Attorneys for the developer argued today that the residents failed to show that the SLAPP suit inflicted the “special injury or special damages” that is required for a malicious use of process claim.

“They can’t allege they were dispossessed of property or enjoined from using their properties. Their properties were not seized, taken, attached, garnished or foreclosed upon,” Sheehan said.

“To the extent plaintiffs are arguing that it was harder for them to sell their properties during the very short pendency of the prior proceeding, that’s not a special injury either,” he claimed.

Seizing on an apparent contradiction by the developers’ attorneys, Judge Fletcher-Hill interjected, “Isn’t that circular?”

Residents argue that Jennings and his lawyers were well aware that there was no probable cause to bring the 2020 suit, which turned on the implausible legal premise that residents gave up their rights to object when they signed the lease or deed to their residences.

Sheehan, representing Jennings and Bramble’s companies, said “the attorney’s advice typically provides evidence of probable cause . . . so this court’s probable cause analysis can and should end there.”

Earlier in the hearing, the attorney representing the law firm that brought the $25 million SLAPP for Jennings said it, too, could not be held responsible.

“That the lawsuit may ultimately be determined to have been filed without probable cause or in bad faith does not form an inference that the lawyers themselves lacked probable cause or harbored malicious intent,” said attorney David Schuster.

Fletcher-Hill seized on the apparent contradiction, interjecting, “But isn’t that circular?”

“So the law firm defendants essentially say, you can’t impute the bad motives of the previous case to the lawyers,” he observed. “And then the party from the case says, I’m protected from bad motive because the lawyers told me it was okay.”

Financial Harm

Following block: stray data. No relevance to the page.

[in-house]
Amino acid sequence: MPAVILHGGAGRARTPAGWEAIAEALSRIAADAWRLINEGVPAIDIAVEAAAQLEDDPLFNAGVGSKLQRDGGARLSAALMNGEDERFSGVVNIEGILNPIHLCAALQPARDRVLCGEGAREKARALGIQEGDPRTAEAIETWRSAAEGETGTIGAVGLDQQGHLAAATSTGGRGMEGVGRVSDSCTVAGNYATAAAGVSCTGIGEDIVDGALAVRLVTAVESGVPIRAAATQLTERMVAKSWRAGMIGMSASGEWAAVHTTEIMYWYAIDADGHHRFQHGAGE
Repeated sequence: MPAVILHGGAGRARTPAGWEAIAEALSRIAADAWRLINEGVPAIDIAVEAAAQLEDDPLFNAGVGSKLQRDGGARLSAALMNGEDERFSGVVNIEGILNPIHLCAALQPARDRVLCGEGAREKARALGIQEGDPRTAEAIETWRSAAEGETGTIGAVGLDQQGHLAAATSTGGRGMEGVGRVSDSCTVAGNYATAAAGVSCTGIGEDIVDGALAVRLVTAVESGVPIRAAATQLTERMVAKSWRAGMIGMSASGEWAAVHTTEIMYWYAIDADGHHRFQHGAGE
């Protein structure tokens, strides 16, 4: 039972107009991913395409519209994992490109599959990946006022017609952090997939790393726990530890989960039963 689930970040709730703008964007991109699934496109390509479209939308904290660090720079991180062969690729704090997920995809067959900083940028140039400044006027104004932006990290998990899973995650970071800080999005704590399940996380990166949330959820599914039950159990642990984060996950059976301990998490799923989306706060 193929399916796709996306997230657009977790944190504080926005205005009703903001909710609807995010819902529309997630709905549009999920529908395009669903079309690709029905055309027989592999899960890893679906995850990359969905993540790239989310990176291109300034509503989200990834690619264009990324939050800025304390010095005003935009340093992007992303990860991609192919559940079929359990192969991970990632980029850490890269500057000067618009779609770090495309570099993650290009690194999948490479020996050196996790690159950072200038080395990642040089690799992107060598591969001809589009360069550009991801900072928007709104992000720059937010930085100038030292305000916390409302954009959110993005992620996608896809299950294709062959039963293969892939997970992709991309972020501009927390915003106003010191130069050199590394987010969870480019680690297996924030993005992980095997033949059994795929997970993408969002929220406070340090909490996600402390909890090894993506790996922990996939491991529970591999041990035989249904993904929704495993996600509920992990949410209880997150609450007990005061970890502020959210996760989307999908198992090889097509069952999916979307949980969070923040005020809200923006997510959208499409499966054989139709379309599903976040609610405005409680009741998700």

Defending the class action complaint, Minton pushed back, reiterating the findings of Circuit Court Judge John Nugent and Court of Special Appeals Judge Glenn T. Harrell Jr.

“The only thing my clients were accused of doing was organizing, testifying and filing administrative appeals,” he said.

“Judge Nugent and Judge Harell both readily recognized that the claim for $25 million in punitive damages was an indication of bad faith, as were the excessive, abusive discovery requests.”

“Their hope . . . was that bad faith, which is an element of the SLAPP suit statute, would require an extended factual proceeding,” Minton continued. “Both Judge Nugent and Judge Harrell rejected it on the face of the pleadings.”

Minton noted that the residents and their associations were told not only to preserve a vast range of electronic documents, records, hard drives and personal financial records going back five years, but to produce the material.

The defendants’ lawyers also downplayed the plaintiffs’ claim of financial harm.

Minton responded by saying that he knew of two sales of Clipper Mill properties that didn’t go through while the SLAPP suit was pending. He cited another case where a buyer, discovering the potential liability attached to the litigation, asked for $25,000 back.

“We will prove that there was a loss of value across the entire development,” he said.

At the close of the hearing, Fletcher-Hill said he would render a decision within 30 days. In the meantime, there would be no discovery.

“I don’t want any unnecessary litigation expense in this continuing saga between and among these parties,” he remarked.